Making Cents: Several tax increases loom in 2013
The Affordable Health Care Act, aka “Obamacare,” has been the news most read by Americans in the past week. But beyond the fact that the Supreme Court found it was not unconstitutional to levy a new tax to help pay for mandated health insurance, there are other taxes ready to be levied on Jan. 1.
An additional 3.8-percent tax will be levied on capital gains and investment income for high wage earners starting in 2013. For the same earners, there will be a 0.9-percent increase in the Medicare tax.
Flexible spending accounts will have a $2,500 cap and the threshold for the medical expense itemized deduction is going to be 10 percent of adjusted gross income.
There is concern among investors about the consequences of larger taxes on investment income and capital gains. This speculation includes thoughts that taxpayers may elect to sell appreciated assets in 2012 to lock in the lower tax rate in effect for 2012, adding downward selling pressure on your portfolio.
The second 2013 tax increase would be in the estate arena. Currently there is a $5 million dollar exemption for both gifts and estates.
Starting in January, the estate limits are set to revert to the previous $1 million level.
The problem with the scheduled estate tax increase is that many believe that the law will not regress to the limit of over 10 years ago, even though that is exactly how the law reads today. Many people simply feel that the government will pull another rabbit out of its hat and maintain the $5 million exemption. This has many holding off updating their estate plans on blind faith and crossed fingers. This is not something I would recommend, especially if your estate is substantial and taking advantage of the $5 million exemption makes good estate planning sense.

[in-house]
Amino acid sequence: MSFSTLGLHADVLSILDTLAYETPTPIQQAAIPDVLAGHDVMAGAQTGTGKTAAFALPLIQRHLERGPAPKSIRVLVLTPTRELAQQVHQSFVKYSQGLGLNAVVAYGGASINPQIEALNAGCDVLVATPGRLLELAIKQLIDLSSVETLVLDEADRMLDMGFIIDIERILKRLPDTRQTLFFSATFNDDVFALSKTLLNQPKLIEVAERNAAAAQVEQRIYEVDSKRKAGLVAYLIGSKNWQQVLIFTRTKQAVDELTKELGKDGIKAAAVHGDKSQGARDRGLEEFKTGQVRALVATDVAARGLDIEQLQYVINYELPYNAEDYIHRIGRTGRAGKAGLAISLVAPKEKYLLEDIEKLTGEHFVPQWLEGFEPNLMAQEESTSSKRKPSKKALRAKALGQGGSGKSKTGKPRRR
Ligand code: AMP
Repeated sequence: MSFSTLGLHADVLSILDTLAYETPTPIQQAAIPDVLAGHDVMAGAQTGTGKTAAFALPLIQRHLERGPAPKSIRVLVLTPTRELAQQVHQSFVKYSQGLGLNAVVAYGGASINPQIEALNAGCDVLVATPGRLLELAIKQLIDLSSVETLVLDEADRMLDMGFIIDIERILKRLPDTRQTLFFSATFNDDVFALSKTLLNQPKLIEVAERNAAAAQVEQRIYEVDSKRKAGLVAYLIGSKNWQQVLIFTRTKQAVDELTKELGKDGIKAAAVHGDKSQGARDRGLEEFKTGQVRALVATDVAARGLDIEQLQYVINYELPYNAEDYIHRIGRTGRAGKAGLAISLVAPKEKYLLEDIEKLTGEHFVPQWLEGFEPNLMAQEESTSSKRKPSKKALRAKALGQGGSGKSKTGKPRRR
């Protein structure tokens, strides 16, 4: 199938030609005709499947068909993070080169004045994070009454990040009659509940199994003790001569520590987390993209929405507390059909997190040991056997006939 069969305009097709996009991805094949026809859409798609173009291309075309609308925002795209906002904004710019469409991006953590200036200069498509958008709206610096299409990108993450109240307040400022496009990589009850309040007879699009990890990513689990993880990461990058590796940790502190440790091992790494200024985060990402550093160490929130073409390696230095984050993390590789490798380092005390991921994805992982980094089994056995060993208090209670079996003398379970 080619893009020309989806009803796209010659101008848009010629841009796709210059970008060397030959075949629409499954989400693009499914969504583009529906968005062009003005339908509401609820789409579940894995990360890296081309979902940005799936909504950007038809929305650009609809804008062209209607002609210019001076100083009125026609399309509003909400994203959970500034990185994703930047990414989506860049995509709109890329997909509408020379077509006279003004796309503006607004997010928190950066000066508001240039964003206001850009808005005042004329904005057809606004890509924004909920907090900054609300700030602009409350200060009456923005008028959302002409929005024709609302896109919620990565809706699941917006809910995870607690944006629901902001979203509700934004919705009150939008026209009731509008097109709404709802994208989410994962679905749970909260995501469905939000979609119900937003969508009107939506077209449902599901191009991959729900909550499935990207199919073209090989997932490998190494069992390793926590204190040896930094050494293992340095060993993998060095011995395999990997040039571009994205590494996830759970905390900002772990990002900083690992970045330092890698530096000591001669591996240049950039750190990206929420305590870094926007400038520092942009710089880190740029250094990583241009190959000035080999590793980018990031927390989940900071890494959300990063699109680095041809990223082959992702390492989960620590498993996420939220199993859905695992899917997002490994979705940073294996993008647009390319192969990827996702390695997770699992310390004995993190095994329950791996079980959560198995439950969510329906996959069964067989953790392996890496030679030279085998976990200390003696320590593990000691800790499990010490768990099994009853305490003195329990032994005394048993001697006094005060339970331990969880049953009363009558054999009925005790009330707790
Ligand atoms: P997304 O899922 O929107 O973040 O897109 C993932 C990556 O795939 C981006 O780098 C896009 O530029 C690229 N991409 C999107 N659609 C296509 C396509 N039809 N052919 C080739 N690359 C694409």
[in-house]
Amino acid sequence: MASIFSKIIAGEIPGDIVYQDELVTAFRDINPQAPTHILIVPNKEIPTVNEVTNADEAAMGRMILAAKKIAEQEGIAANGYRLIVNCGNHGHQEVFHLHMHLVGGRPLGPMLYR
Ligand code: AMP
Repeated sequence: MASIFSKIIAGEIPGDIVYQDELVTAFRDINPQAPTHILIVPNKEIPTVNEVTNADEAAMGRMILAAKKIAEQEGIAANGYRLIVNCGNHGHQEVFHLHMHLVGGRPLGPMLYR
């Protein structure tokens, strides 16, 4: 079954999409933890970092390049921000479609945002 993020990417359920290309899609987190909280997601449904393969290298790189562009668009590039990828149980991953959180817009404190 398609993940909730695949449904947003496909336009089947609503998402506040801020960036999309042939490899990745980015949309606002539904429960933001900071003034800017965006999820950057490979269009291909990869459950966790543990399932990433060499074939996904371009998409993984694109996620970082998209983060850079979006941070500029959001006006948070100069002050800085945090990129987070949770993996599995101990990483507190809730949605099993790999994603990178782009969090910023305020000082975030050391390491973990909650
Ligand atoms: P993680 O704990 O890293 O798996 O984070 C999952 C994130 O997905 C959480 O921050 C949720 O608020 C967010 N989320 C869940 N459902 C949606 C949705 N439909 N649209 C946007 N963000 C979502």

The last set of tax changes scheduled to take effect next January are from the expiring Bush-era tax cuts. These could raise the tax on dividend income from 15 percent to as high as 43.4 percent if you make more than $250,000.
Politics created these uncertainties and politics will likely determine if change. Your financial future, however, is too important to leave to politics. You may have to plan using two scenarios, but that may beat doing nothing and leaving it up to congress.
John P. Napolitano is CEO of U.S. Wealth Management in Braintree, Mass., and 2012 president of the Financial Planning Association of Massachusetts. He may be reached at email@example.com.